At step 420, rendering application 105 outputs the generated 3D data model 310. Subsequently, the 3D data model 310 can be used for a variety of purposes, as described herein. For example, the generated 3D data model 310 may be printed by 3D printer 134 and then inserted into a snow globe such that individual 204 may obtain a personalized snow globe souvenir of himself/herself.

FIG. 5 are conceptual illustrations comparing various poses of individuals with corresponding 3D data models, according to one embodiment of the invention. As shown, each of the generated individuals 204 have a corresponding generated 3D data model 310 that is in an electronic state (e.g., stored in a memory) or in a physical state (e.g., as a figurine). The generated 3D data model 310 has similar clothing, shoes, hair style, head and body shape, pose, etc., of the individual 204 on which the generated 3D data model is based. In this way, the association between the generated 3D data model 310 and the individual 204 can be identified not only by the individual 204, but by others. For example, friends of individual 204 playing a multiplayer game in which the generated 3D data model 310 is included as an avatar would identify the avatar as the individual 204.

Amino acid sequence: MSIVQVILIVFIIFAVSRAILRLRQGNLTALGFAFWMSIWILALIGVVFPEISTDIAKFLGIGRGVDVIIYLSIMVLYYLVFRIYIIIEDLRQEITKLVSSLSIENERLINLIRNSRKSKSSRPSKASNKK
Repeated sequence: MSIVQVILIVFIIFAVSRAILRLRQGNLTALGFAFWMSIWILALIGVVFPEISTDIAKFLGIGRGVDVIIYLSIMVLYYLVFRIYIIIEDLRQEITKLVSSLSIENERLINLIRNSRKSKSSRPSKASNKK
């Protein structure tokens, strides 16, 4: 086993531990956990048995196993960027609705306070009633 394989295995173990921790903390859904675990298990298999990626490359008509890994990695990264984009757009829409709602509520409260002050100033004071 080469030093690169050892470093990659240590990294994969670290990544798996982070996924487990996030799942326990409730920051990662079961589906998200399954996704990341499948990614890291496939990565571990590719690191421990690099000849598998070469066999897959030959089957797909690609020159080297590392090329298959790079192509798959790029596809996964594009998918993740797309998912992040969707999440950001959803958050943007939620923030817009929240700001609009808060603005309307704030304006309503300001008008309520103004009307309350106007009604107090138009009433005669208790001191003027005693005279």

In sum, embodiments of the invention provide techniques for processing pose data that corresponds to an individual in a candid pose to generate a 3D data model of the individual. In particular, the 3D data model of the individual retains important details that enable the generated small-scaled 3D data model to be recognized as the individual on whom the 3D data model is based.

One advantage of the techniques described herein is that the 3D data models may be used in a variety of applications, including being inserted as an interactive 3D avatar in virtual worlds (e.g., video games), being inserted as an animated 3D avatar in virtual worlds (e.g., animated movies), being rendered as a 3D model in a static 2D image, being projected according to 3D projection techniques (e.g., lenticular printing, holograms, 3D displays, stereograms, etc.), and being printed as toys or souvenirs using rapid prototyping systems (e.g., 3D printers that use different materials such as plastics, metals, and edibles (e.g., chocolate, sugar, etc.) from which to construct the 3D data model). Another advantage of the techniques described herein is that an individual on whom a generated 3D model is based is not required to be quasi naked in order to produce a 3D model that resembles the individual to a high degree. Yet another advantage of embodiments of the invention is that the pose data used to generate the 3D data model may be low-resolution data output by a single, inexpensive 3D camera system. As a result, the cost of the system that is configured to implement embodiments of the invention is significantly reduced. Moreover, embodiments of the invention adjust only a small number of landmarks within the 3D data model in comparison to the vast number of landmarks that are included in most 3D data models, which enables rendering application 105 to generate 3D data models in an expedited manner.